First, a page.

It's your call, really, but the truth of the matter is.. Images here get scored where they generally deserve to get scored as pertains to DPC and the mob that are the voters. Every once in a while, threads get started to celebrate images that might have been overlooked, but it never changes anything.. and it never will.


what he said. (impressively stated)

It's a shot of a cool experience and I'm sure someone trying to promote these types of experiences would be interested (like the reference to a brochure for the Scouts) but to someone who wasn't at the event and doesn't expect to ever need to be at such an event it just isn't a compelling image. Remember, it doesn't matter to the voters what you had to go through to get the shot, it doesn't matter who you met at the event or where it was held or how much the event mattered to you. All that matters to the voters is did you capture a compelling, "spectacular" (thanks Bear) image that they connect with; not one that "they could connect with if only they . . . ." If the viewers on DPC don't feel sucked into the bright, shiny image it just isn't going to get a high score (and fall back on Artyste's comments here).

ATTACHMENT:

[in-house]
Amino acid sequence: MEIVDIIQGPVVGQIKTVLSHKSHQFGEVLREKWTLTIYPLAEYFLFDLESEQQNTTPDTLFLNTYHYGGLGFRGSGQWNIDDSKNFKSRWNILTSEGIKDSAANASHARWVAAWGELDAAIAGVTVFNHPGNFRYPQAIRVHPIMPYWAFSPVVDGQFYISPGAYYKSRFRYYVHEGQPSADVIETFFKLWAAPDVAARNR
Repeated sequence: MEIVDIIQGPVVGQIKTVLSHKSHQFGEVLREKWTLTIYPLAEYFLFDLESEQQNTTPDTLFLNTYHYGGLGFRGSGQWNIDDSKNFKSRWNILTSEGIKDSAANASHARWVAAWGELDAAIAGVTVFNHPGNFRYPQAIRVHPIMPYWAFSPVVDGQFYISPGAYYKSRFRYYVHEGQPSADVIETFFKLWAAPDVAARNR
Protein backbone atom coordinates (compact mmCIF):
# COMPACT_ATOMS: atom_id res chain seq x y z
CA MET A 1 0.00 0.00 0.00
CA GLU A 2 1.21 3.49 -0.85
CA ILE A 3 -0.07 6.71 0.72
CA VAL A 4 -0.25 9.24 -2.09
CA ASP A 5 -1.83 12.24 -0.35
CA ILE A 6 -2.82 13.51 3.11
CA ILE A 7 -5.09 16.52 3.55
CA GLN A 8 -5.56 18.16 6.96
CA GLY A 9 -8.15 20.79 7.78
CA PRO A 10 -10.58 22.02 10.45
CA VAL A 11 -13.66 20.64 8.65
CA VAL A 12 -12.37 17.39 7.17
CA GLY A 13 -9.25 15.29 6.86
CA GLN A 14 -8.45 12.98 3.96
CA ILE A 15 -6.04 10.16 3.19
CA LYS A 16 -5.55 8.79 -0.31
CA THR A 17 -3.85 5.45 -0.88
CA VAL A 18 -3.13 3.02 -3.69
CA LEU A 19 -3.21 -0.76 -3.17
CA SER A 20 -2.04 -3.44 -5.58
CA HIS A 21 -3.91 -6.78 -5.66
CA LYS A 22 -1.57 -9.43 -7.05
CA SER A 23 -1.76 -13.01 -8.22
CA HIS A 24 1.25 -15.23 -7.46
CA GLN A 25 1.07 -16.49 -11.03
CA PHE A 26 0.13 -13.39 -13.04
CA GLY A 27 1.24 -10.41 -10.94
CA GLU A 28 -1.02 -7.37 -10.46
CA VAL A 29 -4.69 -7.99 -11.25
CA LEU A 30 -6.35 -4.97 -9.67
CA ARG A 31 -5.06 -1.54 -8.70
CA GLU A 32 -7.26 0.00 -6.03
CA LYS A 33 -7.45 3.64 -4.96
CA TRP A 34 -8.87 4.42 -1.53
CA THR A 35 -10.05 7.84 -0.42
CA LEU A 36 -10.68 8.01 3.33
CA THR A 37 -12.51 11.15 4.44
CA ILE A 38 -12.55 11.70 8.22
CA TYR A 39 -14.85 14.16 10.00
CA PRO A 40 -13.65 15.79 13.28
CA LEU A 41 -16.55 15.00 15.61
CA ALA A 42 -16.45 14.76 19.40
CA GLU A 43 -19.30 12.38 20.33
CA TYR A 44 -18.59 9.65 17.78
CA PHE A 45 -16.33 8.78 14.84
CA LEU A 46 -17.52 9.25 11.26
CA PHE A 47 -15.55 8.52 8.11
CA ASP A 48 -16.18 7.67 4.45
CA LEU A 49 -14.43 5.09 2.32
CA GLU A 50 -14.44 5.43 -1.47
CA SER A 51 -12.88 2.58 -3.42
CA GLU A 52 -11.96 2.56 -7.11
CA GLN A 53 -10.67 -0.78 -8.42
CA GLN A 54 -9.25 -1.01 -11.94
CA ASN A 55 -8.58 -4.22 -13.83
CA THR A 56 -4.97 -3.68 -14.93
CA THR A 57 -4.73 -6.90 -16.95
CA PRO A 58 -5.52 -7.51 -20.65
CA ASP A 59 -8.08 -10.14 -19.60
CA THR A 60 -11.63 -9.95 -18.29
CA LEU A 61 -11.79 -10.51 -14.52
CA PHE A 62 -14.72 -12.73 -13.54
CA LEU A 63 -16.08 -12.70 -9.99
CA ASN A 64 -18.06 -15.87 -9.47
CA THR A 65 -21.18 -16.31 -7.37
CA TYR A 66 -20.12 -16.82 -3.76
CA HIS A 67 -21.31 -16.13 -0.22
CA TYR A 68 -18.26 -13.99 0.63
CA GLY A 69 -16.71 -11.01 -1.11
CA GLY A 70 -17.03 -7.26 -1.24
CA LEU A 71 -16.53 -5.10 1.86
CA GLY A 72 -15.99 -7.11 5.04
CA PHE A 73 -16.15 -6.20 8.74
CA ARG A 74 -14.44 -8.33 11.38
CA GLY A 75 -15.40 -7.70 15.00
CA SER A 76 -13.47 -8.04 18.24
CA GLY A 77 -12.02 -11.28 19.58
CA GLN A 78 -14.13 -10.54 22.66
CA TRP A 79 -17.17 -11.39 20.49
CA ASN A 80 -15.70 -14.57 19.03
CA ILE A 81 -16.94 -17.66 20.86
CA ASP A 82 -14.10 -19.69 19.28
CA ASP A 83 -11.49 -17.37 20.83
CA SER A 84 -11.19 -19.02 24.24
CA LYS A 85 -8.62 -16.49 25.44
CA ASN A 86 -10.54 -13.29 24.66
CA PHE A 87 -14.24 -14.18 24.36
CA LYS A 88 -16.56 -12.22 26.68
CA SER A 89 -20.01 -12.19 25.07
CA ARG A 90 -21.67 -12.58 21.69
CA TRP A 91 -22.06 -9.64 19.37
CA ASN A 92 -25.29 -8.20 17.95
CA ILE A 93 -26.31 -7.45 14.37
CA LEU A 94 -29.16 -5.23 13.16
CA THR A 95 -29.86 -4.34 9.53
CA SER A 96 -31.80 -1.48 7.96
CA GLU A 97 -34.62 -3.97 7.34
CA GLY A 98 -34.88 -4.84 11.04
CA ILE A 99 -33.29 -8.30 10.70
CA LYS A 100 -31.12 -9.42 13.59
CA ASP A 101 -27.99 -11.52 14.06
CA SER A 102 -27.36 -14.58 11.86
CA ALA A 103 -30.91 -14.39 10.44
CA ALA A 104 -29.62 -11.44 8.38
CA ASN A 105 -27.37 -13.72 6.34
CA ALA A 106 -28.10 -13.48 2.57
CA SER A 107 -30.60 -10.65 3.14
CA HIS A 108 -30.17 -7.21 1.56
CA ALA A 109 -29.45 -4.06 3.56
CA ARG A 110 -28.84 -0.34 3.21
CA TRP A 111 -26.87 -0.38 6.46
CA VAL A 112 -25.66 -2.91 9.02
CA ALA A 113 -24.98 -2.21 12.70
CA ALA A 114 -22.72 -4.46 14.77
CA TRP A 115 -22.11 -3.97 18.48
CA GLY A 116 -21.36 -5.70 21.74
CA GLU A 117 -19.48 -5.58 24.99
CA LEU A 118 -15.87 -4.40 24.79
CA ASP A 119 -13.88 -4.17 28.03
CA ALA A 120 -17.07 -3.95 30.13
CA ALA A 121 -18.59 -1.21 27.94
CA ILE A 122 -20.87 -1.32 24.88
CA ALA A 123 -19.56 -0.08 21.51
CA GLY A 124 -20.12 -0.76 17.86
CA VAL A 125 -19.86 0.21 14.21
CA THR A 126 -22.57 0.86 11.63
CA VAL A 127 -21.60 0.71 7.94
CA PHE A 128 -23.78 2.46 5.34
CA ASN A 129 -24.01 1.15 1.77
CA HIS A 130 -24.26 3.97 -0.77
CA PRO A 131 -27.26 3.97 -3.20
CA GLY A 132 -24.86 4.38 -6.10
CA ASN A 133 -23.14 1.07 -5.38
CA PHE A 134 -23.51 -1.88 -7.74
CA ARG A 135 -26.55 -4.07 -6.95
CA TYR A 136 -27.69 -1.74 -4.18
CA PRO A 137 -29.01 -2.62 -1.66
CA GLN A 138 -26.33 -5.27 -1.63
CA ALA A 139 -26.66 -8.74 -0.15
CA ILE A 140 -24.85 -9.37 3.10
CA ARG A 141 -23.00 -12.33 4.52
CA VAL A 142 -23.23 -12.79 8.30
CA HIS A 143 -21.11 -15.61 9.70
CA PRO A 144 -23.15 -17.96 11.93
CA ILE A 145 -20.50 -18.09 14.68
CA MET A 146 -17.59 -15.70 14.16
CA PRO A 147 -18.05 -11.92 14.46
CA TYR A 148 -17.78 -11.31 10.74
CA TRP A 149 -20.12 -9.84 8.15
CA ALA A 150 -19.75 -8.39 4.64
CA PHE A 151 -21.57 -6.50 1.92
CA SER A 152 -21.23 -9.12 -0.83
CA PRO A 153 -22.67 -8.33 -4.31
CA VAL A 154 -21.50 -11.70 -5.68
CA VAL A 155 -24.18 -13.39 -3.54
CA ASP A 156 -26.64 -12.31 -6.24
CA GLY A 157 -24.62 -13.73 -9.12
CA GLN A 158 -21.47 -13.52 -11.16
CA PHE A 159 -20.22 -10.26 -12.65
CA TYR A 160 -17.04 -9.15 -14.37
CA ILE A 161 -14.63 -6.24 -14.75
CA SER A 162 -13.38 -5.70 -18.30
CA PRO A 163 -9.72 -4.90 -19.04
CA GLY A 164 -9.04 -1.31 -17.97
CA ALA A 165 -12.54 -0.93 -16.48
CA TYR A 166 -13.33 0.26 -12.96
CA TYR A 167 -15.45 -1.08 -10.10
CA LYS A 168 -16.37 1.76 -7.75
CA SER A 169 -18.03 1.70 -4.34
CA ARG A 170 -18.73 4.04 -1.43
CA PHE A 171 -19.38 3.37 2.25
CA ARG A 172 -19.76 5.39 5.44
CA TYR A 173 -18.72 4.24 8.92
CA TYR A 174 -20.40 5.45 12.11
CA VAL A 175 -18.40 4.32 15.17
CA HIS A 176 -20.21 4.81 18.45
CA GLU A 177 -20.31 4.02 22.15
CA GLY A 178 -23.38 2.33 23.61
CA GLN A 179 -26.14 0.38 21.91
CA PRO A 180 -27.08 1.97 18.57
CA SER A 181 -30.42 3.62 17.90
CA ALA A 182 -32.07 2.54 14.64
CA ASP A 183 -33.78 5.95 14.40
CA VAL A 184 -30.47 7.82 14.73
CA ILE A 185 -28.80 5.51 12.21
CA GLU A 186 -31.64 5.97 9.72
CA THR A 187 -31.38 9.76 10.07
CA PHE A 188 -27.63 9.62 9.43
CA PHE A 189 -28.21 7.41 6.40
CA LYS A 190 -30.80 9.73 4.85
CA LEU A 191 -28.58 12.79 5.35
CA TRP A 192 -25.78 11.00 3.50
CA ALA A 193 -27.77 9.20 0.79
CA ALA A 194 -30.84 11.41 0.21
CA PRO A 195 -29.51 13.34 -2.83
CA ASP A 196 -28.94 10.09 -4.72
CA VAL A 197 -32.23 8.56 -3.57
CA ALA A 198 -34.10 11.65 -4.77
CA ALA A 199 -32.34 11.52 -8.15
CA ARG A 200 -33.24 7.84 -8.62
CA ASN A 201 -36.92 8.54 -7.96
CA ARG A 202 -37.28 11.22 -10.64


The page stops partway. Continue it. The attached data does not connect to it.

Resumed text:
08/21/2006 07:05:14 AM · #47
Originally posted by faidoi:

Originally posted by mk:



My point was that selective desaturation is frequently used in situations where a shallow DOF would have been preferred but wasn't executed for whatever reason. For me, simply desaturating the background doesn't solve the problem of a distracting background. It's true that overall, I am not a fan of selective desaturation. There's nothing wrong with that, it's my personal opinion and I'm entitled to it. I see very few instances where it actually seems to work with the photo and isn't used as a gimmick or a crutch. This is one of the rare images where I felt it did work very well.


' . substr('//images.dpchallenge.com/images_portfolio/10084/thumb/61991.jpg', strrpos('//images.dpchallenge.com/images_portfolio/10084/thumb/61991.jpg', '/') + 1) . ' :P